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I scrutinised the quilts in the Fine Art Masters gallery to see what qualities they had that “Purdah” may have lacked. The entries were interesting – some simple, some weird and certainly “arty” but I felt that Purdah really could have fitted in there and nobody would have questioned its provenance. It was actually hanging on a white wall in an area of the Art Quilts without good lighting and the first time I walked by someone screwed their face up and simply said, “Why?” All I could think was that I had wasted months of my time creating something that had no appeal to the public. However, later on I was told that an amazing steward had started to give “guided tours” of Purdah that were pulling in crowds of people. Before long, the stewards were timetabling themselves 15 minute slots to take it in turns to reveal the hidden layers. When they were asked why it had not been displayed to show all of the layers separately, they explained that the POINT of “Purdah” was that the chador shawl was designed to make you consider what could be underneath. I was delighted that so many visitors the grasped what it was all about. They were able to interpret it in different ways, some thinking that what was hidden was about women’s oppression while others considered that the chador could be providing a type of protective liberation. This was exactly the kind of thinking that I had hoped to provoke. Some viewers were emotional as they told me about their responses and said that they had put “Purdah” forward for the Visitors’ Choice Award. I took a wee video on my phone of one steward and love hearing, “Oh, Wow!”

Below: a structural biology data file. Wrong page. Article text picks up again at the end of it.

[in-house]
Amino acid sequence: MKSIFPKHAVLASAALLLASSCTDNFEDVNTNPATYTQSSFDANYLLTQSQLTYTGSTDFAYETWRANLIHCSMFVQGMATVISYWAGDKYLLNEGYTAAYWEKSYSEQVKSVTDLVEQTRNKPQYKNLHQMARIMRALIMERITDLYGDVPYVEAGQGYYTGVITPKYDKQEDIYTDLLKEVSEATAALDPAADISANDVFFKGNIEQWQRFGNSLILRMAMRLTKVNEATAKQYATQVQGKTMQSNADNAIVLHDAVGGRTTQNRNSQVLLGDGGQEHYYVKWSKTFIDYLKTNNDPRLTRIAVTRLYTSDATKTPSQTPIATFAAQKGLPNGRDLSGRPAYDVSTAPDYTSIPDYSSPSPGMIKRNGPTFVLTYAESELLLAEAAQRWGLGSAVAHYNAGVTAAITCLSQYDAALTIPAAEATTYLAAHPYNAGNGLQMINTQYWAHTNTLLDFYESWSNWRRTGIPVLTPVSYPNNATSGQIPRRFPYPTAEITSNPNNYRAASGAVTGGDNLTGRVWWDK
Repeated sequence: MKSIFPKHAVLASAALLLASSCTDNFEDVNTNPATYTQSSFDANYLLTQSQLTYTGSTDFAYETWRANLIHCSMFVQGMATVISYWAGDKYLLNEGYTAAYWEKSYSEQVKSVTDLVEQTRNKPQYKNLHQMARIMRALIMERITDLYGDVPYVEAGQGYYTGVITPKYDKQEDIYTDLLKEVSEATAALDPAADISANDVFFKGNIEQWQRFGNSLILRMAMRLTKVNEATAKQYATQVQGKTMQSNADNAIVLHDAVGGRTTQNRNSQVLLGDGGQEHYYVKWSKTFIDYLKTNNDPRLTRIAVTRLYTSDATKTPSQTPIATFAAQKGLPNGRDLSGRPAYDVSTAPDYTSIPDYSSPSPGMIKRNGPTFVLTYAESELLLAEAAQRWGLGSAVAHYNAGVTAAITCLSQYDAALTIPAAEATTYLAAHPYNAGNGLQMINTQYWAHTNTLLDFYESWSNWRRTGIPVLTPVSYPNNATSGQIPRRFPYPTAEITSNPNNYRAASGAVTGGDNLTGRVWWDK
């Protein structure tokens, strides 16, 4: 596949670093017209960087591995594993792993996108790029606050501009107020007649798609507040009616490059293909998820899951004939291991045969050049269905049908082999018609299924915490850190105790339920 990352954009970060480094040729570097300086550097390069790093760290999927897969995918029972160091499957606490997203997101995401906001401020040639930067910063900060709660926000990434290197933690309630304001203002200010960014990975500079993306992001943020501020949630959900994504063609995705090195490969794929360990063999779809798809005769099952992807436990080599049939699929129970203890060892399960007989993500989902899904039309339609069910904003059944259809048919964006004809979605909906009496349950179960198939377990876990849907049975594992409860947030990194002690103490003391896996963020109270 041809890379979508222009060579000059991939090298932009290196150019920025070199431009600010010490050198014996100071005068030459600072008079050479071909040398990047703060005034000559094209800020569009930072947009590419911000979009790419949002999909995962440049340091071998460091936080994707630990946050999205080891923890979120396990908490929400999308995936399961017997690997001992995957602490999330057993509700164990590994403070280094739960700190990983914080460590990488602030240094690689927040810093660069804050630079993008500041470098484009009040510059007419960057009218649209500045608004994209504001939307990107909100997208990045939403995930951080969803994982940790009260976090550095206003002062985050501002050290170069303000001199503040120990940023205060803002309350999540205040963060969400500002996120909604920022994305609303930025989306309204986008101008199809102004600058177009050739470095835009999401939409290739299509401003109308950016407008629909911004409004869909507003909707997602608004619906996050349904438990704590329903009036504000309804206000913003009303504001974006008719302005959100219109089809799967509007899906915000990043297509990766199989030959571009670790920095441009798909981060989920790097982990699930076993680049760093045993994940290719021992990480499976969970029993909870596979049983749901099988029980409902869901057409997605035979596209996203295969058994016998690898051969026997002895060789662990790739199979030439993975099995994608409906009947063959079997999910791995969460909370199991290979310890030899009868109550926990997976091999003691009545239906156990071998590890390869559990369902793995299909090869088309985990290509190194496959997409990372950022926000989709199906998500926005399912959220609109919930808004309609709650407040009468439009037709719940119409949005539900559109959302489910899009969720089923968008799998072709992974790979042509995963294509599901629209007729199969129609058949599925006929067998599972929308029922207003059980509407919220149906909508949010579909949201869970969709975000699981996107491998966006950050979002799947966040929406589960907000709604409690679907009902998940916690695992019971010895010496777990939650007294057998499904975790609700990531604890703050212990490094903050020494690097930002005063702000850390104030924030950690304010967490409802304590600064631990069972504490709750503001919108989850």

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On the whole, everyone was pleased with the selection of FOQ winners this year although there was some discussion about whether quilts using non-original patterns should be “allowed” to win prizes. The best in show was a fantastic cream whole cloth by longarm quilter, Sandy Chandler. As usual I found that judges’ comments on my quilts were incredibly varied despite supposedly having the same criteria applied. One judge noted that “Tartan Tattoo” had superb and skilful quilting but only scored that element as “good”. One of “Purdah’s” judges advised me to improve my piecing and scored it as “satisfactory” which just made me laugh. Because the scoresheets were so inconsistent and thanks to the wonderful reactions of visitors to the show, I have finally decided to stop worrying about how the judges see my quilts!